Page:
The number of unplanned truck standstills can be cut by 80 per cent. This is revealed in a study conducted by Volvo Trucks. In the long term, the aim is that unplanned standstills should entirely disappear. One key explanation for this expected trend is online connectivity in trucks, a development that creates entirely new scope for working with preventive maintenance.
An unplanned standstill is one of the most problematic issues that can affect a haulage firm. Apart from the inconvenience for the driver, it creates extra costs for repairs, lost transport revenue and, in the worst-case scenario, a damage to customer reputation.
“Since the transport industry already operates with very small margins, an unplanned standstill hits haulage firms hard. We therefore have to be better at understanding why unplanned stops take place and help both customers and drivers increase their productivity and thus also their profitability,” says Hayder Wokil, Director Quality and Uptime, Volvo Trucks.
In order to increase knowhow about how to help haulage firms boost their productivity, Volvo Trucks conducted a comprehensive survey that based on real-life user data from 3500 Volvo trucks gathered over a 5-year period. With this authentic statistical basis the company then conducted advanced simulations and generated a variety of possible service situations to analyse how, why and when trucks suffer unplanned standstills. The aim was to find out how unplanned stops can be avoided.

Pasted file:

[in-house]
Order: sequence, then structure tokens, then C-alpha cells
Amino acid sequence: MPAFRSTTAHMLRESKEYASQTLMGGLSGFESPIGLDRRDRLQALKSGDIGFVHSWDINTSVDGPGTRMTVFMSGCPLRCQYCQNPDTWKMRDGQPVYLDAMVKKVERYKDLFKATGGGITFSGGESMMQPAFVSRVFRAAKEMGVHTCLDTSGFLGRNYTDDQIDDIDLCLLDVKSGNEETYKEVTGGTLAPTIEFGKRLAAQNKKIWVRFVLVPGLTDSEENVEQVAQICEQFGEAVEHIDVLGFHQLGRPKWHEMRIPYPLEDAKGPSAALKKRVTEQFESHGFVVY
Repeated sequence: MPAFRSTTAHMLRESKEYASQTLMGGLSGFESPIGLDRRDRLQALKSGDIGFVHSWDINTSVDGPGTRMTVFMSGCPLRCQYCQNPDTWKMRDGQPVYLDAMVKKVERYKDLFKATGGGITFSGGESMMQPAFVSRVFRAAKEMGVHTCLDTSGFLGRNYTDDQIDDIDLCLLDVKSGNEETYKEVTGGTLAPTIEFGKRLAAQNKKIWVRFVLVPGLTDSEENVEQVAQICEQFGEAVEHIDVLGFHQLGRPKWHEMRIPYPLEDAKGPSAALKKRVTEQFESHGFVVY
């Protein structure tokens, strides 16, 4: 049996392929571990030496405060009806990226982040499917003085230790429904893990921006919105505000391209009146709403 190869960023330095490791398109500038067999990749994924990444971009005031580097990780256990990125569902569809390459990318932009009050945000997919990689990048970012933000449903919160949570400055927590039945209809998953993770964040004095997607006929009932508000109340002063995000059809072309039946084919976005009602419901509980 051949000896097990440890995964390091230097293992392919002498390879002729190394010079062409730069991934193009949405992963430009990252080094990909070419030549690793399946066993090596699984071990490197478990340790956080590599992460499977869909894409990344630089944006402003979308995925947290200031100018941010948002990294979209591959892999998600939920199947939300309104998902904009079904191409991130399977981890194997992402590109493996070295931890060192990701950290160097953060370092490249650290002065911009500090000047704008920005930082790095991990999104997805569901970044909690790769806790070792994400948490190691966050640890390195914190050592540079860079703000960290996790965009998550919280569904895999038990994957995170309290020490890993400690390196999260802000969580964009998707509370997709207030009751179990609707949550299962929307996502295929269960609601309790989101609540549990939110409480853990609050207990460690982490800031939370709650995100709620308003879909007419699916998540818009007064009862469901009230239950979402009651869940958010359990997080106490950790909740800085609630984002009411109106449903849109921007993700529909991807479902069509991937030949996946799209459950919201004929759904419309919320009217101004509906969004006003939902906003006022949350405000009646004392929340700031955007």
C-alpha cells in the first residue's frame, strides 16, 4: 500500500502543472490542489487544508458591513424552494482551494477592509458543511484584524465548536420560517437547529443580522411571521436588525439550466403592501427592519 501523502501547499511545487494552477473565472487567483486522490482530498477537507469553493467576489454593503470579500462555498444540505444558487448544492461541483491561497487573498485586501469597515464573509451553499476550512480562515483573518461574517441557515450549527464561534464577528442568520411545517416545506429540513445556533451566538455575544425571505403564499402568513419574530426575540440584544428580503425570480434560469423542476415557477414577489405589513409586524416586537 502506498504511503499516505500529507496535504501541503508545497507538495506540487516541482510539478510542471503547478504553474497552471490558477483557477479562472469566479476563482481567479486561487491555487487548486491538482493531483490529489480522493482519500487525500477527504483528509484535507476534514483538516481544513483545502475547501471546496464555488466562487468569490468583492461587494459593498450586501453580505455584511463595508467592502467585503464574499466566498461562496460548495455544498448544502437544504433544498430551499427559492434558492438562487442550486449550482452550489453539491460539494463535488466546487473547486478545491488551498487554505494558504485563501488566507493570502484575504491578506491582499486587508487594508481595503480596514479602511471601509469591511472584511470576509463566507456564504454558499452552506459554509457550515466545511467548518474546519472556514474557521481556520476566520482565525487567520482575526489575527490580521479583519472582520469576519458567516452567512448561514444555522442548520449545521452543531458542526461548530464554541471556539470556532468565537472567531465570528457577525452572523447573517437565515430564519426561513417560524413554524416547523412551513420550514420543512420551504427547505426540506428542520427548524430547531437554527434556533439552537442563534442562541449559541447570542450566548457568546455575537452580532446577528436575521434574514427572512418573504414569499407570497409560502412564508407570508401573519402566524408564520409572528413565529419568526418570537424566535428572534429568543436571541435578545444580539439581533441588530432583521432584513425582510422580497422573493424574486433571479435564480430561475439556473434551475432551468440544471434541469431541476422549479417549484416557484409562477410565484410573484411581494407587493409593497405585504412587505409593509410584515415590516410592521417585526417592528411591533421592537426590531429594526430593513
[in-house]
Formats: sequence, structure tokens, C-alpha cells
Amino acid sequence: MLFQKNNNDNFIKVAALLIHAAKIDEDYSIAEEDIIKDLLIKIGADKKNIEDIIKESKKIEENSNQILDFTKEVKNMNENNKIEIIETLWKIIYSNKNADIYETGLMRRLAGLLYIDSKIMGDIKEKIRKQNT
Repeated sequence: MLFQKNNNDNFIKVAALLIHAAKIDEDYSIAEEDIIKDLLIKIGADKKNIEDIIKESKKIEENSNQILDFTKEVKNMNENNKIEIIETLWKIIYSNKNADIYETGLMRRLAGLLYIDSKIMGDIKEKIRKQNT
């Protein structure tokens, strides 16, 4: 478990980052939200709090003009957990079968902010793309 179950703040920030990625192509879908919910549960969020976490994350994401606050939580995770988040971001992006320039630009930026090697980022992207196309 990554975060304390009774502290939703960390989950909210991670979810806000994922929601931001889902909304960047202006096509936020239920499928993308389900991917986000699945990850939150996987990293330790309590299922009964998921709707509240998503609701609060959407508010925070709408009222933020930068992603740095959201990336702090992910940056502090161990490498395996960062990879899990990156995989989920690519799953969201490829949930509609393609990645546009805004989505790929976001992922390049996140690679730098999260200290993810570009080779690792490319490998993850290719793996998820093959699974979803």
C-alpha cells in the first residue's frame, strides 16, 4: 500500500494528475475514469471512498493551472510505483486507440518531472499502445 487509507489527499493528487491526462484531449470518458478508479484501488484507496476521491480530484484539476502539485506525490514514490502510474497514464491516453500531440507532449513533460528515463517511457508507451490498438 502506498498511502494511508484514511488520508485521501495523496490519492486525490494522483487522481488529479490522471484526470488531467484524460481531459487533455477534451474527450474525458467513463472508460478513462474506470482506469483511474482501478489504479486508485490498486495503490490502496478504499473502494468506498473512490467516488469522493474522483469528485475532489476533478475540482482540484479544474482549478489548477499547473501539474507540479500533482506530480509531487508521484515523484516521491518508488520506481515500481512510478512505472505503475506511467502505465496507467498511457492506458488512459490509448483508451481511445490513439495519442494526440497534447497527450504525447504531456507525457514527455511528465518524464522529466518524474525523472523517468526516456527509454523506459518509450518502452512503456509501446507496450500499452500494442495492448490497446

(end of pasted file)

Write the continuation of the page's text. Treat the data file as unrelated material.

“The study clearly showed that by being able to monitor the truck’s usage and the current status of the vehicle’s various key components, it is possible to plan maintenance better. We reckon we can reduce the number of unplanned standstills by 80 per cent if the truck is serviced in time and in response to actual needs,” explains Hayder Wokil.
Connected trucks are the way to zero unplanned standstills
One important prerequisite for reducing the number of unplanned standstills is to be able to predict maintenance needs and to tailor servicing for each individual truck. This is possible since today’s trucks can be connected online to the workshop.
“For instance, a service technician can remotely monitor exactly how the truck is being used in real time, schedule maintenance well in advance before something breaks down, or order spare parts in advance. What’s more, a scheduled service can also be postponed if the workshop technician can see that the truck’s various components are subject to less wear than expected, thus saving time for both the haulage firm and the driver,” relates Hayder Wokil. Although Volvo Trucks has made considerable progress in this area, Hayder Wokil feels that the development of preventive service is still in its infancy.
“We see considerable potential in this area. Connected vehicles are the route to zero unplanned standstills in the future,” says Hayder Wokil.